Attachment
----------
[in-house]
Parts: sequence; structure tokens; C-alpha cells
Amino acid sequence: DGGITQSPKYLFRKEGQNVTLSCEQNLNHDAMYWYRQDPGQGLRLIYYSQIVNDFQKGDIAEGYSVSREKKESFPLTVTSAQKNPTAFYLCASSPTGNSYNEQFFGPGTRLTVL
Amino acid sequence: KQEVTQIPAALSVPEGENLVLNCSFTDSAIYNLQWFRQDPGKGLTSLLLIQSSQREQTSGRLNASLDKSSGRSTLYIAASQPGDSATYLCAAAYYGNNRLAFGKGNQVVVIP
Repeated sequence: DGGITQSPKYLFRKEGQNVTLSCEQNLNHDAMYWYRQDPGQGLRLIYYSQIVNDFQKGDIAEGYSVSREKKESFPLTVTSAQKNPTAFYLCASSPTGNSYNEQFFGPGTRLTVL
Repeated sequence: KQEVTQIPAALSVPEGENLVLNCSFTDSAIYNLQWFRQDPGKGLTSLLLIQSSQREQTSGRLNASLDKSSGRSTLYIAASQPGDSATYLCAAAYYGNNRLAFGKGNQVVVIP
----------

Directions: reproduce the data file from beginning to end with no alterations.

[in-house]
Parts: sequence; structure tokens; C-alpha cells
Amino acid sequence: DGGITQSPKYLFRKEGQNVTLSCEQNLNHDAMYWYRQDPGQGLRLIYYSQIVNDFQKGDIAEGYSVSREKKESFPLTVTSAQKNPTAFYLCASSPTGNSYNEQFFGPGTRLTVL
Amino acid sequence: KQEVTQIPAALSVPEGENLVLNCSFTDSAIYNLQWFRQDPGKGLTSLLLIQSSQREQTSGRLNASLDKSSGRSTLYIAASQPGDSATYLCAAAYYGNNRLAFGKGNQVVVIP
Repeated sequence: DGGITQSPKYLFRKEGQNVTLSCEQNLNHDAMYWYRQDPGQGLRLIYYSQIVNDFQKGDIAEGYSVSREKKESFPLTVTSAQKNPTAFYLCASSPTGNSYNEQFFGPGTRLTVL
Repeated sequence: KQEVTQIPAALSVPEGENLVLNCSFTDSAIYNLQWFRQDPGKGLTSLLLIQSSQREQTSGRLNASLDKSSGRSTLYIAASQPGDSATYLCAAAYYGNNRLAFGKGNQVVVIP